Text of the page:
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60 Years after Flory’s Ideality Hypothesis: Are Polymer Chains in a Melt Really Ideal?
Jörg Baschnagel (Strasbourg)

14 janvier 2010

A cornerstone of modern polymer physics is the Flory ideality hypothesis. This hypothesis states that polymer chains in the melt—that is, in a liquid consisting of polymer chains—have random-walk-like conformations. The chains behave as if there were no excluded volume forces between the monomers. However, recent theoretical and numerical results suggest that this view of a polymer melt is an oversimplification. There are noticable deviations from chain ideality, resulting from the interplay of chain connectivity and incompressibility of the melt. This interplay leads to a swelling of chain segments and thus to a perturbation of the postulated ideal chain conformation. The swelling manifests itself, for instance, in the following way: (i) The bond-bond correlation function of two bonds separated by s monomers along the chain decays algebraically for large s instead of exponentially; (ii) there are systematic, wave-vector-dependent deviations from the Kratky plateau for the form factor of a chain; and (iii) the static Rouse modes are continuously depressed below the prediction for ideal chains. We will present an overview of these results and briefly discuss the relevance of the described deviations from chain ideality in other situations, e.g., for polymer melts in confined geometry.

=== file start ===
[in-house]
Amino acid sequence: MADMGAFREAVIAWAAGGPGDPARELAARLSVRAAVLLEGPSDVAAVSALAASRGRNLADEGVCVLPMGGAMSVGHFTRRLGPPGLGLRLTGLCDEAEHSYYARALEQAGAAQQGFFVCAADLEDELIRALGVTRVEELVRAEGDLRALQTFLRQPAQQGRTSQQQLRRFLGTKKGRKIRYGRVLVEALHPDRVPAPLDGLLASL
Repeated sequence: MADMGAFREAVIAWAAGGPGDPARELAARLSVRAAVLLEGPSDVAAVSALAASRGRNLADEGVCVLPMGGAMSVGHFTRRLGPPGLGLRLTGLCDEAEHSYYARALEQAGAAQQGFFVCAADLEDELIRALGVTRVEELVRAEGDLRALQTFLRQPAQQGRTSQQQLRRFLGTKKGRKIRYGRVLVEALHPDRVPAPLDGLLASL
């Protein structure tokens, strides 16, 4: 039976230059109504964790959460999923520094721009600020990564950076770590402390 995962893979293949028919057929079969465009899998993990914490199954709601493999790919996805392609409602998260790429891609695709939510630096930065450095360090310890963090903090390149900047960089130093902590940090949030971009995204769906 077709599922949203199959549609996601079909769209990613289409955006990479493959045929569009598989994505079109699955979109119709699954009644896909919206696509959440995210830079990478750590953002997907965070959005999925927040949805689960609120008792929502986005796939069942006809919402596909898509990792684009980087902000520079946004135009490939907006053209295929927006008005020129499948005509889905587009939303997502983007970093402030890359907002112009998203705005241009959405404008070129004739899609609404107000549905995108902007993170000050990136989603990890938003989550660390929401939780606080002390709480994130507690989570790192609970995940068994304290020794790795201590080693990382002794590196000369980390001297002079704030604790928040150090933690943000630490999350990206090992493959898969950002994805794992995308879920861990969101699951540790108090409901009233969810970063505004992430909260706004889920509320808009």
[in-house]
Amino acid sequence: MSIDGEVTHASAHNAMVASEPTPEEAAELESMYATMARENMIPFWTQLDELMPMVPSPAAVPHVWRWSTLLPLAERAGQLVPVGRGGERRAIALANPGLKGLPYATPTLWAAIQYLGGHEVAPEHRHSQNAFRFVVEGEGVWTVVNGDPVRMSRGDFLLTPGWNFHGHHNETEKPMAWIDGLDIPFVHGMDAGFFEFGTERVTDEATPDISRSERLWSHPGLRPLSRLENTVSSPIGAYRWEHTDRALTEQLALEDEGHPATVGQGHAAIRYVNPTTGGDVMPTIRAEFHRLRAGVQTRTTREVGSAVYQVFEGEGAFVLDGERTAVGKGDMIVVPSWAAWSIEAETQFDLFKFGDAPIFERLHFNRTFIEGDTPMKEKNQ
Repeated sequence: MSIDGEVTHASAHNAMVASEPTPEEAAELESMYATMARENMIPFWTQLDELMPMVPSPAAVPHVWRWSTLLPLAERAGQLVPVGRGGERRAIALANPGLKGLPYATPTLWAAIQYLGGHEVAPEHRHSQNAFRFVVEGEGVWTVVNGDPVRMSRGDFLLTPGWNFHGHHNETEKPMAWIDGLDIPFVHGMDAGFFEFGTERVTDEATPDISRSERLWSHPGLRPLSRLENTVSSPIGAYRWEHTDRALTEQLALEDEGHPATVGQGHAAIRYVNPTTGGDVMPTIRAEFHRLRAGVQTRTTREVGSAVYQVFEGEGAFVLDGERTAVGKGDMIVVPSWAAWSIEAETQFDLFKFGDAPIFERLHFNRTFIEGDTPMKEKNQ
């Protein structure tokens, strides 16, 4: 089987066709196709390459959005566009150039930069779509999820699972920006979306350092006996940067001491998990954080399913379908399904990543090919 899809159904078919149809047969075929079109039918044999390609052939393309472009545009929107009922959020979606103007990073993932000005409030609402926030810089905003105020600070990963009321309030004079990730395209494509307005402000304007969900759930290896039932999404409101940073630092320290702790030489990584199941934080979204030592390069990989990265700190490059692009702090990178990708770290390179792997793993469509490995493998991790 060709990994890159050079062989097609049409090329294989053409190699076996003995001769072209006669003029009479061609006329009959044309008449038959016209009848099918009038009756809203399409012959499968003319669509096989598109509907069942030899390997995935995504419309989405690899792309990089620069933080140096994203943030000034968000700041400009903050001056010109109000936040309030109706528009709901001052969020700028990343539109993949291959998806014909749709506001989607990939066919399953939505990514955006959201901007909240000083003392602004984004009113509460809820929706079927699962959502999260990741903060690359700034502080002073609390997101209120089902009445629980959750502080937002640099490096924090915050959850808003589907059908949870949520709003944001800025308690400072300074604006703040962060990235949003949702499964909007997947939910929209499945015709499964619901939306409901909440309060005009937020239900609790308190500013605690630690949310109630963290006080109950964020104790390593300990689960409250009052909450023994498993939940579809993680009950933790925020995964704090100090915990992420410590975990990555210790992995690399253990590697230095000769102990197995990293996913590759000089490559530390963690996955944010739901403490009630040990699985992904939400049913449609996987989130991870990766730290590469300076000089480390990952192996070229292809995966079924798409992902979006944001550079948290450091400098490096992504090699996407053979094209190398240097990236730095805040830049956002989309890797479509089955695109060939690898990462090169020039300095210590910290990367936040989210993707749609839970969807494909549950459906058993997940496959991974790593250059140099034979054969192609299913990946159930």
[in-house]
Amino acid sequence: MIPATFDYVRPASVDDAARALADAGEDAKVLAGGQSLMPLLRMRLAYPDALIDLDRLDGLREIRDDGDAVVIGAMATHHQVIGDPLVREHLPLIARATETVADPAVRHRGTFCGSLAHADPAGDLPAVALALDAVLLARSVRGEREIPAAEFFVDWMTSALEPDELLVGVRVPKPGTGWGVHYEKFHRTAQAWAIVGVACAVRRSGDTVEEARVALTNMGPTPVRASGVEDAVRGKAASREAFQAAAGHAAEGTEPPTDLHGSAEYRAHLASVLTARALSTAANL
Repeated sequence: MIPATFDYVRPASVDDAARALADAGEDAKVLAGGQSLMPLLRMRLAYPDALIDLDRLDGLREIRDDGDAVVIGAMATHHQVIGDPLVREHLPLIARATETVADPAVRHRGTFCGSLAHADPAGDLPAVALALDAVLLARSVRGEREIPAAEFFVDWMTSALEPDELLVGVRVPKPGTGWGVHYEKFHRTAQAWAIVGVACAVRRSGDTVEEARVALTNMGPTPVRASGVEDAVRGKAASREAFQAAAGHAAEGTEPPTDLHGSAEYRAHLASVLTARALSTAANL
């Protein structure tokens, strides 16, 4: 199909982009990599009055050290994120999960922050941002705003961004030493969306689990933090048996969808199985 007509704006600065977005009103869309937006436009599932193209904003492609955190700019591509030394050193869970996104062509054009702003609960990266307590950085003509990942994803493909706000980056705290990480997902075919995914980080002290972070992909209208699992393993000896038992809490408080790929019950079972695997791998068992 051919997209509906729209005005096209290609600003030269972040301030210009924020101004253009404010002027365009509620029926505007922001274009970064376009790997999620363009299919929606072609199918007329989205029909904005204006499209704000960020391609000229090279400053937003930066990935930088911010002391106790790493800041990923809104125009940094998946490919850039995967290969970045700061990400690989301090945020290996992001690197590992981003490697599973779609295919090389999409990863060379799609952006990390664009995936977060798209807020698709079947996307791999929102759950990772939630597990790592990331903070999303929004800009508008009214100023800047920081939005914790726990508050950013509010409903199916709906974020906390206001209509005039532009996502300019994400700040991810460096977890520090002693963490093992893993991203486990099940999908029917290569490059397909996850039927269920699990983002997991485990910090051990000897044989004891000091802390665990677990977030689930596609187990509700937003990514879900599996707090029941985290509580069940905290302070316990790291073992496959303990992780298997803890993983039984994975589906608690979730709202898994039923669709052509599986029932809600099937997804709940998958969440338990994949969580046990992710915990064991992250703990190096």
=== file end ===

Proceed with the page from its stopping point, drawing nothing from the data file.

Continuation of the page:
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Jörg Baschnagel Jörg Baschnagel (Strasbourg)

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